≡ Menu

Painfully Basic Advice on How to Stop Criticizing and Judging Others

Modern psychology says that being judgmental toward others is a psychological defense mechanism: we reject in others what we can’t accept in ourselves. It’s an insightful discovery but I believe it’s a short sighted one. Our inner critic has much deeper roots, those that hide way beyond the ordinary observation of the ego mind. 

Ever since I was a kid I was known for having “a bit” of a wild temperament. Naturally, life was generous with painful but valuable lessons. After all, no matter how high you fly, if your wings are made of ego you’ll eventually crash hard face down into a big pile of cow shit. Basic laws of the mighty Universe.

In addition, my dad was a total ass to my mom. I mean, he loved her but his was awful to her. Imagine a young boy growing up watching all that and you’ll get a sense of the type of “manhood” lessons I was ingrained with since childhood. After going through all this trouble myself I now notice other men struggling to keep their relationships together, all due to their fathers’ absence of basic skills on how to treat a lady and accept her with all her strengths and weaknesses.

Anyways, if you love exploring your inner world like I do then you have also done some soul searching, drilling into the depths of your heart asking one simple question – how can I criticize less? And I feel we have to frame it this way because it would be virtually impossible for one (masterful in the art) to just  ‘stop‘ criticizing. Gotta be realistic, right?  After all, making a mere wish to be something completely different from what you were your entire life is as effective as drinking more beer for a hangover remedy.  What we need is a system, a process that will not just remove a bad habit but replace it with a good one. I hear this strategy is also used by all effective drug addiction programs.  A common sense advice that I always liked was this:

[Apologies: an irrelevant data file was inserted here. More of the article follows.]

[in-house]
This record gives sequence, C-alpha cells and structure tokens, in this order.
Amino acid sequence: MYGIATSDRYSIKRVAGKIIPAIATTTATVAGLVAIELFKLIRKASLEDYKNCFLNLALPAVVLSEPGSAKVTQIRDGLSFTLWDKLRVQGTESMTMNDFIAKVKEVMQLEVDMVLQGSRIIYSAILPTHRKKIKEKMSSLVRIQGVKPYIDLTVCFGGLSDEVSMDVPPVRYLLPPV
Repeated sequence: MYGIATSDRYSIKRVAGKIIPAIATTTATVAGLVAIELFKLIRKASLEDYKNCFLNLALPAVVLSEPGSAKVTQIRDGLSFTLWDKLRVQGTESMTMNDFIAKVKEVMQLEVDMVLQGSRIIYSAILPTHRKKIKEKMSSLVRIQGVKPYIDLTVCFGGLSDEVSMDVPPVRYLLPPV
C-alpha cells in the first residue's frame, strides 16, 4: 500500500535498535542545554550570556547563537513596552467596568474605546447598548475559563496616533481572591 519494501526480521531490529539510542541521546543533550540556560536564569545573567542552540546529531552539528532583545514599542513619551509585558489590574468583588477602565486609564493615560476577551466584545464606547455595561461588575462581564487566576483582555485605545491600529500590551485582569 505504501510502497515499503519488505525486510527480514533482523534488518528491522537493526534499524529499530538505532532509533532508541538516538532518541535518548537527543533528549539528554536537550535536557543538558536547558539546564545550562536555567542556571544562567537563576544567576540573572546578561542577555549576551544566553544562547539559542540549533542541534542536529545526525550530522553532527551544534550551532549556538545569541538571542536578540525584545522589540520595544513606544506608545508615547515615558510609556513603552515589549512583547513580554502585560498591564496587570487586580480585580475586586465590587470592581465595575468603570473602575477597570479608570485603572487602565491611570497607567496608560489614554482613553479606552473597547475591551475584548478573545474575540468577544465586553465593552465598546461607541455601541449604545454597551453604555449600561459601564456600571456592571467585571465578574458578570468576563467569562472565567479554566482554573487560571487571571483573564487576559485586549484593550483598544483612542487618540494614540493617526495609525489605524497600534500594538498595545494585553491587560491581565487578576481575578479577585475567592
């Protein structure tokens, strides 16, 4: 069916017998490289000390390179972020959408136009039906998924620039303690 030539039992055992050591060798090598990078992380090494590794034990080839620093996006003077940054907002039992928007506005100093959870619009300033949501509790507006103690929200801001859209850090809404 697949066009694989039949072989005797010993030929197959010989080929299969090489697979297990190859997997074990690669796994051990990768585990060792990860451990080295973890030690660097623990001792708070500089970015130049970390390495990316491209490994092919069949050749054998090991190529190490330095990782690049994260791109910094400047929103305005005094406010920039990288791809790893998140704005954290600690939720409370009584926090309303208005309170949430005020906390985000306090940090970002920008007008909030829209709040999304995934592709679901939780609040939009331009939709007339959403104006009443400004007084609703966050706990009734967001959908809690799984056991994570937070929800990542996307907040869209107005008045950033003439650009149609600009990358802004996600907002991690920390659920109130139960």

First, identify a specific behavior you want to work on and illuminate it with mindfulness. In simple terms – we must become mindful that we have this character trait which is not only undeserving us but hurting others. After all, nobody wants to put up with an ass who lowers others self-esteem for fun.

Second – we must have a strong wish to do something about it. And I mean, want it bad, more than anyone else wants it for us. We sincerely have to want to change.

Third – we have to have the methods for changing. That means understanding some inner engineering and how we’re wired. Then we must pick the appropriate tools or antidotes to deal with the problem.

Fourth – we must diligently take action and be very, very patient.

Understanding what hides behind our inner critic is as crucial as any other point here. That is because criticism per se is nothing but an expression of deeper processes.

So, if you took a moment to ponder… What do you think drives your inner critic?  And why is it so that  when it is driven it feels kind of good?  What kind of sorcery is that?

In essence, when we criticize someone we assume a few things:

I know better than they;

I can do better than they.

It can take many “justified” forms like, “I just want to help you,” or “You poor you, you’re so dumb  you’re hurting yourself and I just can’t watch; my compassion is so intense, I have to teach you.”

But realistically there are is one main driving force to a demeaning criticism – a deeply embedded ego, shrouded in layers and layers of “intelligent” justifications and its well disguised manifestations such as pride and impatience.